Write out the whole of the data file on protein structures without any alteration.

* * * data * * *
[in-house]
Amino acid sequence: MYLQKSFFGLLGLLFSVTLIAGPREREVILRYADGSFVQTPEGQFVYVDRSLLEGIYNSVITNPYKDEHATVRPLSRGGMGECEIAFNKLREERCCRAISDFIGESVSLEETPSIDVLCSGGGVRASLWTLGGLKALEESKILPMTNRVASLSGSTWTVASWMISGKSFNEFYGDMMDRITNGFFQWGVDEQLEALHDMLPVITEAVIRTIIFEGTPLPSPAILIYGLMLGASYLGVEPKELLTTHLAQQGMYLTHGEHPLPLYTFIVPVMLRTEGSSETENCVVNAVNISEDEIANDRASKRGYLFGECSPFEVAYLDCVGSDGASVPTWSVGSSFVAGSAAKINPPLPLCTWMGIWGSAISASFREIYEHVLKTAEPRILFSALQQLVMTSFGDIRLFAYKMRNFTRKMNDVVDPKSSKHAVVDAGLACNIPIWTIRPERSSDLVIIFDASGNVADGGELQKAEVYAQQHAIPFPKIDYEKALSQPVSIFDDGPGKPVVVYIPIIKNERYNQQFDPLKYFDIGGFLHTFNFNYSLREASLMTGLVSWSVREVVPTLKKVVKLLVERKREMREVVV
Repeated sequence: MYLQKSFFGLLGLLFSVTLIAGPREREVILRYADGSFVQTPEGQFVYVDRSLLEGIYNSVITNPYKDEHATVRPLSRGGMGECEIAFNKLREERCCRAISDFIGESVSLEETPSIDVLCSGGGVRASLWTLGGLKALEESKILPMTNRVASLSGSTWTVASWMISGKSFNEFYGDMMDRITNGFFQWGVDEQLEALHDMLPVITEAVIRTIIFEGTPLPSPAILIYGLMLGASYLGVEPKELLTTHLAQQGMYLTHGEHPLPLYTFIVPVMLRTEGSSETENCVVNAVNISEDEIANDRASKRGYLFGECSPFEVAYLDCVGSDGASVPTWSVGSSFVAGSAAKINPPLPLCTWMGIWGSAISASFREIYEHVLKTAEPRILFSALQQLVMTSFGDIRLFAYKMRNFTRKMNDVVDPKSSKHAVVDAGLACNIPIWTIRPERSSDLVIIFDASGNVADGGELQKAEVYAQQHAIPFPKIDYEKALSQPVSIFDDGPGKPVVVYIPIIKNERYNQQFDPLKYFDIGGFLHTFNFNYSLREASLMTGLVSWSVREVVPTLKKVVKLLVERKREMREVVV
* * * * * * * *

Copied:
[in-house]
Amino acid sequence: MYLQKSFFGLLGLLFSVTLIAGPREREVILRYADGSFVQTPEGQFVYVDRSLLEGIYNSVITNPYKDEHATVRPLSRGGMGECEIAFNKLREERCCRAISDFIGESVSLEETPSIDVLCSGGGVRASLWTLGGLKALEESKILPMTNRVASLSGSTWTVASWMISGKSFNEFYGDMMDRITNGFFQWGVDEQLEALHDMLPVITEAVIRTIIFEGTPLPSPAILIYGLMLGASYLGVEPKELLTTHLAQQGMYLTHGEHPLPLYTFIVPVMLRTEGSSETENCVVNAVNISEDEIANDRASKRGYLFGECSPFEVAYLDCVGSDGASVPTWSVGSSFVAGSAAKINPPLPLCTWMGIWGSAISASFREIYEHVLKTAEPRILFSALQQLVMTSFGDIRLFAYKMRNFTRKMNDVVDPKSSKHAVVDAGLACNIPIWTIRPERSSDLVIIFDASGNVADGGELQKAEVYAQQHAIPFPKIDYEKALSQPVSIFDDGPGKPVVVYIPIIKNERYNQQFDPLKYFDIGGFLHTFNFNYSLREASLMTGLVSWSVREVVPTLKKVVKLLVERKREMREVVV
Repeated sequence: MYLQKSFFGLLGLLFSVTLIAGPREREVILRYADGSFVQTPEGQFVYVDRSLLEGIYNSVITNPYKDEHATVRPLSRGGMGECEIAFNKLREERCCRAISDFIGESVSLEETPSIDVLCSGGGVRASLWTLGGLKALEESKILPMTNRVASLSGSTWTVASWMISGKSFNEFYGDMMDRITNGFFQWGVDEQLEALHDMLPVITEAVIRTIIFEGTPLPSPAILIYGLMLGASYLGVEPKELLTTHLAQQGMYLTHGEHPLPLYTFIVPVMLRTEGSSETENCVVNAVNISEDEIANDRASKRGYLFGECSPFEVAYLDCVGSDGASVPTWSVGSSFVAGSAAKINPPLPLCTWMGIWGSAISASFREIYEHVLKTAEPRILFSALQQLVMTSFGDIRLFAYKMRNFTRKMNDVVDPKSSKHAVVDAGLACNIPIWTIRPERSSDLVIIFDASGNVADGGELQKAEVYAQQHAIPFPKIDYEKALSQPVSIFDDGPGKPVVVYIPIIKNERYNQQFDPLKYFDIGGFLHTFNFNYSLREASLMTGLVSWSVREVVPTLKKVVKLLVERKREMREVVV